While President Obama was extoling the virtues of wind power in an Earth Day speech, his Justice Department lawyers were attempting to scuttle a lawsuit filed in federal court against Iran by former U.S. embassy hostages. The lawsuit alleges that Iranian President Mahmoud Ahmadinejad was one of the hostage-takers who interrogated the captives.
Two days after the story broke on the Associated Press wire, it appears the mainstream media have virtually buried the story, with no televised coverage save for a brief mention on CNN and one story in the Boston Globe.
A search for "'lawsuit' and 'Iran'" in Nexis from April 22 to 24 found no mentions of the story on MSNBC nor ABC, CBS and NBC broadcast network news programs. Likewise the Los Angeles Times, New York Times, USA Today, and Washington Post were devoid of stories. A search of "major newspapers" in Nexis did yield one hit, a 380-word AP wire story by Nedra Pickler printed on page A6 of the April 23 Boston Globe.
In that April 23 story, Pickler noted that (emphasis mine):
In court papers filed Tuesday night without any announcement, the Justice Department argued that the agreement to release the hostages, known as the Algiers Accords, precluded lawsuits against Iran.
A similar lawsuit brought by the Iranian hostages was dismissed in 2000 after the government successfully argued it was banned by the Algiers Accords. The hostages argue that legislation passed by Congress last year and signed into law by President George W. Bush gives them the right to bring private lawsuits.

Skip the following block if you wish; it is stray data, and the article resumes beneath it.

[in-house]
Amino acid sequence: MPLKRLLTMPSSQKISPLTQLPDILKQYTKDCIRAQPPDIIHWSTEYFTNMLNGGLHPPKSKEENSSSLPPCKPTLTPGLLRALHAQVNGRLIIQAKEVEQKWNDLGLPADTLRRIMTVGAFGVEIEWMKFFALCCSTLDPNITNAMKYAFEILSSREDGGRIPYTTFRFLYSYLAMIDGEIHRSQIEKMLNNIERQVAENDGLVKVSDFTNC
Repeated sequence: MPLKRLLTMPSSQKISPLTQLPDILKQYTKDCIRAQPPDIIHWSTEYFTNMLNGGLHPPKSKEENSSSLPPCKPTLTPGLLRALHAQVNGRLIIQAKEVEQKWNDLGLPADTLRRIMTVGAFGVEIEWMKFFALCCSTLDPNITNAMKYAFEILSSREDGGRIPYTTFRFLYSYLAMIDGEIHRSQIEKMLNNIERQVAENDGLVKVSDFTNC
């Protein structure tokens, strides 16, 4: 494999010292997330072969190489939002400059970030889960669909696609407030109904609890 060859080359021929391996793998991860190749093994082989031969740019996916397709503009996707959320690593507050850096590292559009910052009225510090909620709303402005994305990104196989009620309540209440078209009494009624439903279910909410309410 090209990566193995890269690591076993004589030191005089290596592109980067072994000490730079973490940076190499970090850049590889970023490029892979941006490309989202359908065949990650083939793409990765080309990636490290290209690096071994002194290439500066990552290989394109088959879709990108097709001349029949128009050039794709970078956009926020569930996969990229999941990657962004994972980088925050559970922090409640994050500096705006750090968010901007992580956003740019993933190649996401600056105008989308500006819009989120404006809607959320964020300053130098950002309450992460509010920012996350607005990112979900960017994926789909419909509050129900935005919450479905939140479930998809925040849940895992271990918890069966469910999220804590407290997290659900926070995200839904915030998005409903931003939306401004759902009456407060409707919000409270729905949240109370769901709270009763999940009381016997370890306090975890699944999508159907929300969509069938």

But the Justice Department argued that the law does not mention the Algiers Accords, much less explicitly repeal them
The hostages argue that Iran supported their confinement and abuse, with visits from government officials, stays in government prisons and buildings and threats of trial in Iranian courts. The lawsuit says Iranian President Mahmoud Ahmadinejad was one of their interrogators.
The lawsuit says the hostages were tortured, beaten sometimes until they lost consciousness and kept in fear of their lives
Given Iran's ongoing efforts at building a nuclear program and President Obama's willingness to more open diplomacy with the regime, shouldn't the media take more interest in this story? Could the administration's policy towards Iran be pushing the Obama/Holder Justice Department to needlessly inject itself into thise case? Doesn't the fact that the DOJ failed to advertise this move with a press release show that the administration might find embarassment in the story being covered by the media?
According to the Nexis search, CNN was the only televised outlet to carry the story, but even in doing so on the April 22 "Situation Room," reporter Fredricka Whitfield neglected to mention the dispute over the Algiers Accords nor that Ahmadinejad is personally implicated in the lawsuit the DOJ wants to scuttle:
And a case now which involves Americans and their lawsuit against Iran after they were held hostage at the U.S. Embassy in Tehran 30 years ago, the Obama administration asked a federal judge to throw it out. It's part of a multibillion-dollar class-action lawsuit in district court in Washington, D.C. Fifty-two U.S. diplomats and members of the military were held hostage over 400 days during the Carter administration. They were held by Islamic militant students supporting the Iranian revolution -- Wolf.